I recently posted a blog about the radical idea that B2B companies don’t buy anything…people do.
Think about it.
B2B companies fund their employees’ business purchases. Yes, those employees are purchasing goods and services for their employer, but ultimately, it’s essential that you remember that an individual, not an entire company, is making buying decisions in B2B transactions.
This is important to keep in mind because it will flavor how you reach out to your customers. It might even change how you think about your customers.
Here’s an example.
Let’s say you are a distributor of food service uniform clothing. You have two types of customers: big, national chains and small, local establishments. Chances are, these two types of food service businesses are going to want different things from their uniform supplier even though they both want to buy uniforms.
Your first customer is XYZ Restaurant Corporation with hundreds of locations all around the country. Your second customer is Dave’s Donut Emporium with one location in Fargo, ND.
With a traditional, one-size-fits-all approach to ecommerce, your site messaging would focus on the various uniforms you offer and the available colors and sizes. You’d probably pick a message to promote–maybe you offer free shipping or feature 250 styles of logo’d polo shirts for your customer to choose from–and you’d hope that both companies would respond favorably by ordering uniforms for their employees.
Using a human-focused approach, if you look at these two companies again, you’ll realize that your buyers for each company have different needs and agendas. Let’s look closer at the human being making the buying decision for each company.
Jim, the operations executive who has to choose which uniform company to go with at XYZ Restaurant Corporation is likely to be concerned with whether he can get the quantity price breaks he needs to stay within budget. He is also likely to be interested in whether your warehouse can ship direct to each of his locations so that his staff at headquarters doesn’t have to separate a larger order into shipments for individual restaurants. Uniform quality may or may not be a deciding factor.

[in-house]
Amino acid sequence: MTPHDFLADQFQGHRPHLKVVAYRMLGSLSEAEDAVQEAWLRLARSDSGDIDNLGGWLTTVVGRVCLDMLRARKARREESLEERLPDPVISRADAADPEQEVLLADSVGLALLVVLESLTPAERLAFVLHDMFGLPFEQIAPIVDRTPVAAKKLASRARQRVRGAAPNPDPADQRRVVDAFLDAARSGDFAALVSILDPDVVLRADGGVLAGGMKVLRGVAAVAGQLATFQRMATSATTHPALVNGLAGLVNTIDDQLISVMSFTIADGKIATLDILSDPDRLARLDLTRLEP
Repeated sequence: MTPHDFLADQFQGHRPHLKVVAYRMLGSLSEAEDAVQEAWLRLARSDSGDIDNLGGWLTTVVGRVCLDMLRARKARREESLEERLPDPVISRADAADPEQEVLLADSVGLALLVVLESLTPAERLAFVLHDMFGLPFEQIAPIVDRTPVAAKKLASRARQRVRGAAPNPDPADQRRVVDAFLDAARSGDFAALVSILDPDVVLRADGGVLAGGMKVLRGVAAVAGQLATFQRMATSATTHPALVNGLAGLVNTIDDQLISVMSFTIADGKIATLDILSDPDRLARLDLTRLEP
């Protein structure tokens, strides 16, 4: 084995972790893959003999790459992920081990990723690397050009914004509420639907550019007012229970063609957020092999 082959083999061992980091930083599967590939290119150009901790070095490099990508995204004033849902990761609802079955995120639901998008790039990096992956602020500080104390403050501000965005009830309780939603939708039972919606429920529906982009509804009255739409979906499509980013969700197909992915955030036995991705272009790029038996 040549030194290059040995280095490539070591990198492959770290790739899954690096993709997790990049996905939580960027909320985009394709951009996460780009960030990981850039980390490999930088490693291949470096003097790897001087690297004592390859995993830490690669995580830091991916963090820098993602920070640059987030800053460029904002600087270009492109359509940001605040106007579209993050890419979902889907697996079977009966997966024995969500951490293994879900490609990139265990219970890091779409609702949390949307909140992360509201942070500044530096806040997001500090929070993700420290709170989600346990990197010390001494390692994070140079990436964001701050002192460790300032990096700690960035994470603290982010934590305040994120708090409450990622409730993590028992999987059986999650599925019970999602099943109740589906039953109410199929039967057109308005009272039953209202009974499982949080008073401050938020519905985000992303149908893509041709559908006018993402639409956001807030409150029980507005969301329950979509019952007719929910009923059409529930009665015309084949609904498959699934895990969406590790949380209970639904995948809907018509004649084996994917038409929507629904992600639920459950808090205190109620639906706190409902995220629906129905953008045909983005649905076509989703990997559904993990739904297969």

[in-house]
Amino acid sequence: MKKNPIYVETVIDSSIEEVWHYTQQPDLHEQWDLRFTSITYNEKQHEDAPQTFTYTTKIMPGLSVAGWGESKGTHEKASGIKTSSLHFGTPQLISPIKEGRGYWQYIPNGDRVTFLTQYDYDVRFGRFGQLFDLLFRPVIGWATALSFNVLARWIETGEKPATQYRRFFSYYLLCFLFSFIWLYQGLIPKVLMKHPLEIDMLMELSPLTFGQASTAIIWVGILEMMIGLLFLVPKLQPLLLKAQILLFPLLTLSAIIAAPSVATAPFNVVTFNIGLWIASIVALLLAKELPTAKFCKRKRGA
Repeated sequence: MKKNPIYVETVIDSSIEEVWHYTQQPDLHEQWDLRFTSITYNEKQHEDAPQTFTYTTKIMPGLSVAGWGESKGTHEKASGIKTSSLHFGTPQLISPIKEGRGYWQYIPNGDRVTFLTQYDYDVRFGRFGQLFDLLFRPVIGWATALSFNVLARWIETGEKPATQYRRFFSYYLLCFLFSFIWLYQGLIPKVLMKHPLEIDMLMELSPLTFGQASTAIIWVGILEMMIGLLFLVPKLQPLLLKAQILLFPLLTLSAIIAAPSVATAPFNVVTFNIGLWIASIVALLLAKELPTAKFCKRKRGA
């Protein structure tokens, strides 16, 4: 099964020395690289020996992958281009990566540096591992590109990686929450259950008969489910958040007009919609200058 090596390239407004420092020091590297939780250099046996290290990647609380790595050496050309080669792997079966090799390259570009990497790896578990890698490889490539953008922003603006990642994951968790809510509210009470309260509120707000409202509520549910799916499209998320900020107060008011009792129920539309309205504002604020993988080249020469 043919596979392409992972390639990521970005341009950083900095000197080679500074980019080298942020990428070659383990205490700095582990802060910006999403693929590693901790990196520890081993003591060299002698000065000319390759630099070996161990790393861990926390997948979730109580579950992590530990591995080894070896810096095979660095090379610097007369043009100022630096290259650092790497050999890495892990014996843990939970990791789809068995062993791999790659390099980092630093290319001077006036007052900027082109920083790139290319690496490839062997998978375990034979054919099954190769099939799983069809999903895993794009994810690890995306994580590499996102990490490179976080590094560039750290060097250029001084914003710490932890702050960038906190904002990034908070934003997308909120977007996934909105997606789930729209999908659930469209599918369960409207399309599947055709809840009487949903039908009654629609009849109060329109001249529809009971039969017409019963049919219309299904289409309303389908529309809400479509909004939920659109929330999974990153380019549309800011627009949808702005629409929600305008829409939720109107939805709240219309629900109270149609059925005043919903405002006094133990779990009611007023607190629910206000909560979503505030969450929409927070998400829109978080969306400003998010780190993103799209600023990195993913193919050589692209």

Rosie, the manager at Dave’s Donuts, has far fewer employees to clothe and wants to make sure that the uniforms meet Dave’s–the owner–standards. She knows he doesn’t like wrinkled shirts and that he would rather pay a little more to have a shirt that will last longer than a few months than have to replace them more frequently. It may also be important to her to know that she can pick up a phone and contact her uniform supplier if she has questions or problems. She orders online a lot, but likes the option to speak to a person who can help her on the back-end.
Each of these buyers has a different agenda, but both are buying uniforms for a business. Knowing the demographics of the people you are selling to will help you target your site copy, tools, and resources directly to their needs. Once you know what matters to the human beings driving your B2B online sales, you can quickly and easily address it. Doing so will not only secure the sale, it will also set you apart from your competition.
Ready to take your business to the next level? View the on-demand webinar, Ecommerce Best Practices for B2B and B2C.